Daily Archives: January 12, 2010

Thoughts on Newbery: Seven Distinquished Books

Since the Newbery Committee members had to come up with seven nominations, I’ve decided to go with seven too.  Seven potential winners among the many other titles I admire from this year. Seven that may or may not be recognized by this year’s committee.  Seven distinguished books.

Rebecca Stead’s When You Reach Me

Here’s the first paragraph from my New York Times review.

In this era of supersize children’s books, Rebecca Stead’s “When You Reach Me” looks positively svelte. But don’t be deceived: In this taut novel, every word, every sentence, has meaning and substance. A hybrid of genres, it is a complex mystery, a work of historical fiction, a school story and one of friendship, with a leitmotif of time travel running through it. Most of all the novel is a thrilling puzzle. Stead piles up clues on the way to a moment of intense drama, after which it is pretty much impossible to stop reading until the last page.

Philip Hoose’s Claudette Colvin: Twice Toward Justice

Here’s what I wrote in a post I did about seeing Philip and Claudette speak to a group of teens in Harlem a few months ago:

Hoose’s research is remarkable, but it is the way he seamlessly interweaves Claudette’s own memories with his third person account (sprinkled with other quotes) that makes this book so outstanding.  Hoose does a beautiful job bringing in Jim Crow, the players, the situations, the trials, the arrests, and so much more while keeping Claudette’s own words front and center.  I think this book does an extraordinary job helping young readers today get a sense of that time through Claudette’s words and experiences.

Brian Floca’s Moonshot: The Flight of Apollo 11

Since I haven’t written about this before let me do so now.  I so appreciate the way Floca uses spare poetic text to communicate the sounds, the feelings, the drama, the moments of tedium, others of stillness, all the various aspects of this singular event.  Most of all, his words convey the awe of this spectacular moment in history.

Candace Fleming’s The Great and Only Barnum: The Tremendous, Stupendous Life of Showman PT Barnum

From my blog post:

Candace Fleming does it again!  She brings yet another larger-than-live individual from America;  this one is a wild ride of a biography of the Barnum that many young readers may well recognize from the circus that still has his name.  Filled with great stories, amazing primary sources, this is one terrific book.

Kate DiCamillo’s The Magician’s Elephant

From my post about this enigmatic book and the Where the Wild Things Are movie:

Decamillo’s book is also full of beautiful and moving images and language.  It has the feel of something from an earlier century — not just the setting, but the style too —in the tradition of certain sorts of literary fairy tale writers —   say Hans Christian Andersen and Oscar Wilde. There is the developing of an unconventional family by the end that reminded me of one of my favorite books, Russell Hoban’s The Mouse and his Child.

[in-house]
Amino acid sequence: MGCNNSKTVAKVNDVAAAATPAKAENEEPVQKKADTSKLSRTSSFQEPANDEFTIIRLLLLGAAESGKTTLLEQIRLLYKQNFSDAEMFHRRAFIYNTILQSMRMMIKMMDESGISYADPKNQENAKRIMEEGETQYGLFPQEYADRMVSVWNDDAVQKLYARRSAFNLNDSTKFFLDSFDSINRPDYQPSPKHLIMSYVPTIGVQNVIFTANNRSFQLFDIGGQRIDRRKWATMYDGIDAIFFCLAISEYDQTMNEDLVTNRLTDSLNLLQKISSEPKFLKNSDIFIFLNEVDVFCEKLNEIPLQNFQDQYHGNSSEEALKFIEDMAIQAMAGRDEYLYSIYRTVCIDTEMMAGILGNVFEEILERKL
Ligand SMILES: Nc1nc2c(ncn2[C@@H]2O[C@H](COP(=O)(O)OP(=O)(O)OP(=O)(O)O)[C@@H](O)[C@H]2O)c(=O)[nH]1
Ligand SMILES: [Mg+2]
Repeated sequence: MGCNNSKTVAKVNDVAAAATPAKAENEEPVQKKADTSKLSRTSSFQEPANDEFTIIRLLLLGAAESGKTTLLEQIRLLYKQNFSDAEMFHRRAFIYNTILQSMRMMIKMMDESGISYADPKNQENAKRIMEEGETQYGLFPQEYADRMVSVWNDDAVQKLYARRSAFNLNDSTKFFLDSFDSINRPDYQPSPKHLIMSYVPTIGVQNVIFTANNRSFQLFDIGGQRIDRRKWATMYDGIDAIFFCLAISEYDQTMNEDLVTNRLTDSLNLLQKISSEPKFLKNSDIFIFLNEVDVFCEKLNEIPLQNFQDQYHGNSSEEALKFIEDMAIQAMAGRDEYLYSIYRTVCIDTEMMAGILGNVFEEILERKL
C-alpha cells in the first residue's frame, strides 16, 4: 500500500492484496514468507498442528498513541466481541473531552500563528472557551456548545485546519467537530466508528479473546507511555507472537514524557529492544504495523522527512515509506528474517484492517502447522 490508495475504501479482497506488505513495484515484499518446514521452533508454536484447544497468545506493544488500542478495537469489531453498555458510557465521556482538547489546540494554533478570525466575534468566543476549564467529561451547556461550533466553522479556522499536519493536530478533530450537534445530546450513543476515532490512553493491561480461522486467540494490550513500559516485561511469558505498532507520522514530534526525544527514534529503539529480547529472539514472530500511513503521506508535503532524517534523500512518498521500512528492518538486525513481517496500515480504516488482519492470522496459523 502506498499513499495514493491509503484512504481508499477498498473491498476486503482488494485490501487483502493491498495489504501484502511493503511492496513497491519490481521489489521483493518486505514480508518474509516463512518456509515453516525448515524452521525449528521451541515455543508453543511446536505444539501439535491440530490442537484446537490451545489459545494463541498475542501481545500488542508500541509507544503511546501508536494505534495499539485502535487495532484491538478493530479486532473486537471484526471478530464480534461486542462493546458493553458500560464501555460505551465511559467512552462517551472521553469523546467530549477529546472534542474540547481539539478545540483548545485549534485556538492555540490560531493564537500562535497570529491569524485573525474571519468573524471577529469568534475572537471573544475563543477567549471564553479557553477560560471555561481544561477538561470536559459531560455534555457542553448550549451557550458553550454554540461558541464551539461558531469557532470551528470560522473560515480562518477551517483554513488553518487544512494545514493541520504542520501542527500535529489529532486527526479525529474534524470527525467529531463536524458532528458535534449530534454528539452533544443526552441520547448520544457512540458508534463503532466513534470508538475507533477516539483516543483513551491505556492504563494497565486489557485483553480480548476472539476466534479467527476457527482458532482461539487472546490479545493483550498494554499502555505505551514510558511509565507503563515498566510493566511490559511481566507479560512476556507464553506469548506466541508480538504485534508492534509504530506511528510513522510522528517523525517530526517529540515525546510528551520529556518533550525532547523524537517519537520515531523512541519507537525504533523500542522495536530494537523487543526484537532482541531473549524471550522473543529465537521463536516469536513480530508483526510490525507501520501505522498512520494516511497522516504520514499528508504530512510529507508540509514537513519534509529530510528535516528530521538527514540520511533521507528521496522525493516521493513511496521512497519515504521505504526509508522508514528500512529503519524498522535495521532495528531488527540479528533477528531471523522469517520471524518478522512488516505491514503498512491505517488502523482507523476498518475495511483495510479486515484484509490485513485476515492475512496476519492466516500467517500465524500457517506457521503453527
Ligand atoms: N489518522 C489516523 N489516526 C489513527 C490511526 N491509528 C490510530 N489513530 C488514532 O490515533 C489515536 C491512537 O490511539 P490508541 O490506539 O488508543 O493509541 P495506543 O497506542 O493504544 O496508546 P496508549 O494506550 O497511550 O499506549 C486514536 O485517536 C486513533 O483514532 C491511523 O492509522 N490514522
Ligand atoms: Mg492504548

Marilyn Nelson’s Sweethearts of Rhythm: The Story of the Greatest All-Girl Swing Band in the World.

From my post about it:

Through the voices of the instruments, Nelson’s series of poems capture the story of this band as they performed throughout the United States in the 30s and 40s.  From fancy ballrooms to dusty picnics, these girl musicians were heard by a huge swath of the American population during a very challenging time period.  Nelson does a spectacular job with each separate poem slipping in historical facts about life in that time, the individual performer, the band, and the music.  Jim Crow, war and peace, pain and happiness, a myriad of fascinating details of 30s and 40s life suffuses these poems. And boy do they shine — bouncing, crooning, tootling, moaning, and blaring by way of those instrument storytellers.  Nelson respects her young audience, using big words and big ideas that swirl amidst sound, rhythm, pain, joy, and history in these captivating riffs of verse.

Rosanne Parry’s Heart of a Shepherd

I haven’t written about this one till now because I avoided reading it. Despite all the good things I heard about it  the description made me feel it wasn’t for me.  I was wrong. I finally read it this past weekend, thought it was superb, and now here it is, on my list of seven Newbery contenders.  I finished it in tears because Parry so perfectly brought the pain and joy of the story to a fitting conclusion.  Faith, community, family, ranching are all beautifully brought to life by this first time writer.  Most of all, I admired how she shows her main character Brother grappling with big ideas, the kind that are not always easy to sort out and the kind I well remember thinking about at his age. There are a lot of books out just now about war and absent military parents. This one gets it just right.

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